May 21, 2017: During Saturday morning’s solar wind storm, photographer Harlan Thomas stationed himself among the Hoodoos in the badlands of Alberta, Canada. He hoped to catch a display of auroras. This is what he saw:
“Steve appeared!” says Thomas. “I photographed him behind the silhouettes of the Hoodoos alongside Jupiter and a green picket fence aurora.”
“Steve” is the purple arc bisecting the sky. For many years, northern sky watchers have reported this luminous form occasionally dancing among regular auroras. It was widely called a “proton arc” until researchers pointed out that protons probably had nothing to do with it. So members of the Alberta Aurora Chasers group gave it a new name: “Steve.”
No one fully understands the underlying physics of the purple ribbon. However, one of the European Space Agency’s Swarm satellites recently flew overhead while Steve was active, providing some clues.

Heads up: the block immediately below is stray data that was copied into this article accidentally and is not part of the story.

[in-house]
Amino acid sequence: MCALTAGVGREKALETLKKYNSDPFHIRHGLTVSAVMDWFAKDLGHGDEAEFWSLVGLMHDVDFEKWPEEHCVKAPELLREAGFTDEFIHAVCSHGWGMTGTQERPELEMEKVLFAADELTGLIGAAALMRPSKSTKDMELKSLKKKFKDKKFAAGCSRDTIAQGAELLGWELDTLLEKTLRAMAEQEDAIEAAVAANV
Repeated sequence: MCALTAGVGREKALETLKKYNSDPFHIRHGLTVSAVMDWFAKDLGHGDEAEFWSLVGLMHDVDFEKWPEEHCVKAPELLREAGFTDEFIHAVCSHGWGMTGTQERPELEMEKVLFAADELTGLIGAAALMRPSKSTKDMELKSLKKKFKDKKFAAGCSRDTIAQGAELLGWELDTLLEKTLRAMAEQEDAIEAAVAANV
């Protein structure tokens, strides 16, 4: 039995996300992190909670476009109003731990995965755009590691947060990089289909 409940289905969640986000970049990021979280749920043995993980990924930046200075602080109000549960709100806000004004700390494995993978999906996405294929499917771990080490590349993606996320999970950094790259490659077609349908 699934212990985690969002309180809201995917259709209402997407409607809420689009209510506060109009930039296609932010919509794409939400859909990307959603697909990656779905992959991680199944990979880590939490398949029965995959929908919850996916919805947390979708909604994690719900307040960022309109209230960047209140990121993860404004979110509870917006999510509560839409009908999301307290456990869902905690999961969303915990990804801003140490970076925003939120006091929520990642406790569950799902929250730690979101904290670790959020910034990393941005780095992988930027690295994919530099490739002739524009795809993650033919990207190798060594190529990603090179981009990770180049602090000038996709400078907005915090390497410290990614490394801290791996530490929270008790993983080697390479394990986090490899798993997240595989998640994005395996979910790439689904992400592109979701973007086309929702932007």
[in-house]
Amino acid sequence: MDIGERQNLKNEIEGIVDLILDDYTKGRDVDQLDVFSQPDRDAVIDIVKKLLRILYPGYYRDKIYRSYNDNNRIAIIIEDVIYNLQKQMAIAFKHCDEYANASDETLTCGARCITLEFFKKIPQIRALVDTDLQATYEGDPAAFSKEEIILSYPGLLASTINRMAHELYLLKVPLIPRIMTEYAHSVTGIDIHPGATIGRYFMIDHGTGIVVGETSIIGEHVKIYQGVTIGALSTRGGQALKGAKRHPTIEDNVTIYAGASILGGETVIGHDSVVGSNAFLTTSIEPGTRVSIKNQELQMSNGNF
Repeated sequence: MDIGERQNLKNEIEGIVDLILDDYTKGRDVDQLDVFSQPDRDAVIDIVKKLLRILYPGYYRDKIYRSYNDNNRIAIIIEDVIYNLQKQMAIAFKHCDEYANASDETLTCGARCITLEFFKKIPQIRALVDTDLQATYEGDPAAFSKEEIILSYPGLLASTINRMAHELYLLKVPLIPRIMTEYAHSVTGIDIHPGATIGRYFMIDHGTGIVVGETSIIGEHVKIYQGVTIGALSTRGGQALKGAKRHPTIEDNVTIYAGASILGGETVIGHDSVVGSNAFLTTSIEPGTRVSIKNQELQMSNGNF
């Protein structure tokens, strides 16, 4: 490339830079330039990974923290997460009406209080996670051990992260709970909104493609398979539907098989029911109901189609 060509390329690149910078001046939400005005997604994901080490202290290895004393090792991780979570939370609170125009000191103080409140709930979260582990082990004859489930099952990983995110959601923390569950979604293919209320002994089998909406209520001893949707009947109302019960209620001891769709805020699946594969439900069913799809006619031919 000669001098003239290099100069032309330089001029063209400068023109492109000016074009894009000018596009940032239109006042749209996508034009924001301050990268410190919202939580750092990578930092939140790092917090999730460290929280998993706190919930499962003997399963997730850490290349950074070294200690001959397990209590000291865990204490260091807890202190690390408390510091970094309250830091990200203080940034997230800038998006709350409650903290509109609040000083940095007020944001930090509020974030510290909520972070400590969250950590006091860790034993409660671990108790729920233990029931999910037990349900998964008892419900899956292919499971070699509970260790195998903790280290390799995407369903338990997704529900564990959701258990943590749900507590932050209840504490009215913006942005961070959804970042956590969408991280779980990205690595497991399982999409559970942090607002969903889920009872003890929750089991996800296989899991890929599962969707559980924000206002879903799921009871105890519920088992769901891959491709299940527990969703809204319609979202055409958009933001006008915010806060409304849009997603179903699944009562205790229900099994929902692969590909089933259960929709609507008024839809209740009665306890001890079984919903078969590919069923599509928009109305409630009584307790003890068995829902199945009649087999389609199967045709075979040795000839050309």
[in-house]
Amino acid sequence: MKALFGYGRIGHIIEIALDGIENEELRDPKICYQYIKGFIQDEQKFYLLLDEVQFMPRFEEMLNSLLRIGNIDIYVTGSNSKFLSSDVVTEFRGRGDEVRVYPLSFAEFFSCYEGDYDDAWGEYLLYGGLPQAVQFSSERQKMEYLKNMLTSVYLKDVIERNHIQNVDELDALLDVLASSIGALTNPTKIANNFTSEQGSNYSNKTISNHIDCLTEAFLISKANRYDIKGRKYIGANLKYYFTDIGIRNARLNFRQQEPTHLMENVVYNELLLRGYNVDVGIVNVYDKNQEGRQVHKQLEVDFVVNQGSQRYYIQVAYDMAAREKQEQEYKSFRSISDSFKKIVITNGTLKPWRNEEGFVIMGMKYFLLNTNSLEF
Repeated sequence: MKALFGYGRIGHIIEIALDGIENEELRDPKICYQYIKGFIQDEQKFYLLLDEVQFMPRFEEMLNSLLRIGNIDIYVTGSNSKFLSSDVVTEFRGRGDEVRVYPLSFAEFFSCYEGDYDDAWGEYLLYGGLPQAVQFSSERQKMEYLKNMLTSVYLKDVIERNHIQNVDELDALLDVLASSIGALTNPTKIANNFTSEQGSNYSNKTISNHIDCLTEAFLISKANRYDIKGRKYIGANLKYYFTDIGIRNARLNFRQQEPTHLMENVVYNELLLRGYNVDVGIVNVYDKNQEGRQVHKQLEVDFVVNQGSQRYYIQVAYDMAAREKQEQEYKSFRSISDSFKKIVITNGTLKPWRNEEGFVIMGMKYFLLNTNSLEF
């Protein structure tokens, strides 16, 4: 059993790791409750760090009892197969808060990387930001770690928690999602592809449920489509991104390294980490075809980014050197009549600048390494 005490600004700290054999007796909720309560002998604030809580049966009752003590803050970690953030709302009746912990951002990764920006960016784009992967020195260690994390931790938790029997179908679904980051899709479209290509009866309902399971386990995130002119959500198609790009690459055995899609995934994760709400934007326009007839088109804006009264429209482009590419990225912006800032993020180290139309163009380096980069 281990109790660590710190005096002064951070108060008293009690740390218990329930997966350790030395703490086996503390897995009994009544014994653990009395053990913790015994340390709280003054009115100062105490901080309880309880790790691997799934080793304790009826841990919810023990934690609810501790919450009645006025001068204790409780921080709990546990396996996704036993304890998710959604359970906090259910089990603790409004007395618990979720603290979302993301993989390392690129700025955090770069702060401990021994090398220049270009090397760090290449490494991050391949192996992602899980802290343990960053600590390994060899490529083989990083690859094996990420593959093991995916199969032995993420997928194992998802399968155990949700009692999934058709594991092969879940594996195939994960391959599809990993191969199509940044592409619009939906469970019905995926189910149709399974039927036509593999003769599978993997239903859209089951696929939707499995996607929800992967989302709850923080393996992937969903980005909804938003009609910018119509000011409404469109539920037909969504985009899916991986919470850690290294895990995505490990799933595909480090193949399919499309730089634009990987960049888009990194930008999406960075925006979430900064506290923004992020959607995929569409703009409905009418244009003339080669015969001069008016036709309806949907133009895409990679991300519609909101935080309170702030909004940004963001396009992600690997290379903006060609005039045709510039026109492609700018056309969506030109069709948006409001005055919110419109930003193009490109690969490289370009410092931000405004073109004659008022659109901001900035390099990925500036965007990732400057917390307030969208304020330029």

This ESA video shows Swarm satellites orbiting above ground-based aurora imagers: more
“As the satellite flew straight though ‘Steve,’ data from the electric field instrument showed very clear changes,” reports Eric Donovan from the University of Calgary. “The temperature 300 km above Earth’s surface jumped by 3000°C and the data revealed a 25 km-wide ribbon of gas flowing westwards at about 6 km/s compared to a speed of about 10 m/s either side of the ribbon.”
Steve’s visit to Alberta on May 20, 2017, coincided with another exotic auroral form: the green “picket fence.” These vertical rays are thought to trace lines of magnetic force connecting Earth to space. Luminous green columns show where beams of energetic particles are being guided toward Earth’s upper atmosphere by magnetic fields.
Both Steve and the picket fence are filamentary structures associated with beams or ribbons of gas. Coincidence? Hardly. Pictures of the two phenomena show that they often appear together. Consider it another clue.